Despite the rising publicity and awareness about sexual harassment, some of the most prominent companies in California may still be guilty of gender discrimination. One group of female former employees at Nike, the athletic wear company, have filed a lawsuit alleging that the corporation systematically discriminated against women on the job through a hostile work environment. The suit, filed in August 2018, argues that the company discriminated against women in terms of employment conditions, promotions and pay, among other issues.
With so much awareness into the fair treatment of women and other minority groups, many employers are taking action to reduce problems in the workplace. While this is a positive step, it is not enough unless it entails the right kind of changes. Otherwise, the program can backfire.
Some older job seekers in California and throughout the country may not be recruited for certain jobs, and several related lawsuits are in progress. One 45-year-old woman found that her daughter was seeing job ads on Facebook that she was not. In December, the Communication Workers of America filed a lawsuit on her behalf and that of other workers against Facebook, T-Mobile and a number of other companies alleging age discrimination.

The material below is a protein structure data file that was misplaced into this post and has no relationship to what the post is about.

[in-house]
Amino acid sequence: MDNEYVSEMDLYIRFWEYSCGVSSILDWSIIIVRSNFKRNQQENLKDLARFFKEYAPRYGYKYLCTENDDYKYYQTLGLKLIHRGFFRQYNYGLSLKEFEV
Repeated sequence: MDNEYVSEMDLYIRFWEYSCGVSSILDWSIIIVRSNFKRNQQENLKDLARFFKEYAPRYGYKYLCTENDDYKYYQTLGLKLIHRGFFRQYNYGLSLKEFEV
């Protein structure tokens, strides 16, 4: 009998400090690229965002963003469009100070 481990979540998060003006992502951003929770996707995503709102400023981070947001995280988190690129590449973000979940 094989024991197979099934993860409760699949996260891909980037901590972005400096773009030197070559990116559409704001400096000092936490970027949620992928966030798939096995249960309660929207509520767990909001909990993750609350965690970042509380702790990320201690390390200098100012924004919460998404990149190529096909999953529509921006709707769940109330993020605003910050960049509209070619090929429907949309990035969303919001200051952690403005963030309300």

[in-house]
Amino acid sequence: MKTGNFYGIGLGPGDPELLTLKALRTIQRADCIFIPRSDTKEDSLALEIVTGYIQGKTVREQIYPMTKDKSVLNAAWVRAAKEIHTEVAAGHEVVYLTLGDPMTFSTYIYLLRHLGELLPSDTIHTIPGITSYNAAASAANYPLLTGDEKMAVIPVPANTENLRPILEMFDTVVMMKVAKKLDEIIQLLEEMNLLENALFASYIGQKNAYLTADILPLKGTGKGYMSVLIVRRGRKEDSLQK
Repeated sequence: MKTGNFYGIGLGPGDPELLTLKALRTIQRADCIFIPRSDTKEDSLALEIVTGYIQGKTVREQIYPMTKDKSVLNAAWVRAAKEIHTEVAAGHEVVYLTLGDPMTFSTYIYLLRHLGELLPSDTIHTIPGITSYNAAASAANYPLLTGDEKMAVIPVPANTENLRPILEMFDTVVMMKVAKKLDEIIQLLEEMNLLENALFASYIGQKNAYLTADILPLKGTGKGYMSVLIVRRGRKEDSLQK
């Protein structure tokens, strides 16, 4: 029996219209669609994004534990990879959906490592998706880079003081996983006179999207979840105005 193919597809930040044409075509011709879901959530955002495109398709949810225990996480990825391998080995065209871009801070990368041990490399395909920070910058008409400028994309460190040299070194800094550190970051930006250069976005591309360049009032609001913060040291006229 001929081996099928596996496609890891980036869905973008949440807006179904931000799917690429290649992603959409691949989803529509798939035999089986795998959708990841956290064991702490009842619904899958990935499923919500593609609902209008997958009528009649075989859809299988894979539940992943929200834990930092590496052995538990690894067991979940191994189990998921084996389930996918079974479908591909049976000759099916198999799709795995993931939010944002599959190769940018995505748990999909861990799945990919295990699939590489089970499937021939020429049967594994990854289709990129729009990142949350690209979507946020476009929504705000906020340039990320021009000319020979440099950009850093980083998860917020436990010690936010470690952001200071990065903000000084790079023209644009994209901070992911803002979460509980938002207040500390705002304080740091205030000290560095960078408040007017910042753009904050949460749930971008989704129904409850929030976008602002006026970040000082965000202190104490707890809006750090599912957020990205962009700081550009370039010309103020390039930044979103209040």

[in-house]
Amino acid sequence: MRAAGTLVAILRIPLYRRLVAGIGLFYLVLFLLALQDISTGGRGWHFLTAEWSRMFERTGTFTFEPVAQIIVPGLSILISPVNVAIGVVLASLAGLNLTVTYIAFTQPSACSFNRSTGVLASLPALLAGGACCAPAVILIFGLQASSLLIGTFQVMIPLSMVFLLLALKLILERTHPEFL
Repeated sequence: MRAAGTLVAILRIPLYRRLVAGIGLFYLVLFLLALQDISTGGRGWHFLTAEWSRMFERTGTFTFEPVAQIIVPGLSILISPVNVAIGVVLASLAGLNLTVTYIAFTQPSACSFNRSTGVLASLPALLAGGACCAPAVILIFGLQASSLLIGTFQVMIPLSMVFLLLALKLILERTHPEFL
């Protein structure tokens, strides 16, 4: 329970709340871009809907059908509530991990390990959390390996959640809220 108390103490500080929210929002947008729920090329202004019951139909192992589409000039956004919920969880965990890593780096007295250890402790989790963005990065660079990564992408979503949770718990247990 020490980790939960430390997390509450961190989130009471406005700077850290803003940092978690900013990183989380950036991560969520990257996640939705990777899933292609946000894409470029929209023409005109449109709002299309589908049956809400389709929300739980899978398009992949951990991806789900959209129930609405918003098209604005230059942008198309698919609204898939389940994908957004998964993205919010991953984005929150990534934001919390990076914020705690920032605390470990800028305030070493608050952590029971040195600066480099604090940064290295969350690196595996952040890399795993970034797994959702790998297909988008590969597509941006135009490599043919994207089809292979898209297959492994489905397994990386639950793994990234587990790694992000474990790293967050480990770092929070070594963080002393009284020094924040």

Most older workers in California and across the U.S. face age discrimination according to a new survey by AARP. The discrimination occurs both during job searches and in the workplace.
As part of its efforts to crack down on leave policy violations, the Equal Employment Opportunity Commission has settled a case against Mueller Industries Inc. The agency accused the manufacturer of discriminating against disabled employees with its leave policy. The settlement that emerged from the U.S. District Court for the Central District of California applies to Mueller Industries' nationwide operations. This case illustrated the commission's ongoing effort to address discriminatory practices derived from strict limits on the length of leaves or requirements that employees must be completely healthy to resume work.
It is a simple fact: pregnancy discrimination still runs rampant in the workplace. In over 20 years of practicing employment litigation in California, my pregnancy discrimination caseload has not let up.
Californians who work in the tech industry might encounter workplace discrimination. If they complain about discrimination, they may face a backlash from their supervisors, according to a survey. Workplace discrimination that is based on a person's protected status is illegal. Retaliation against workers who complain about workplace discrimination is also illegal.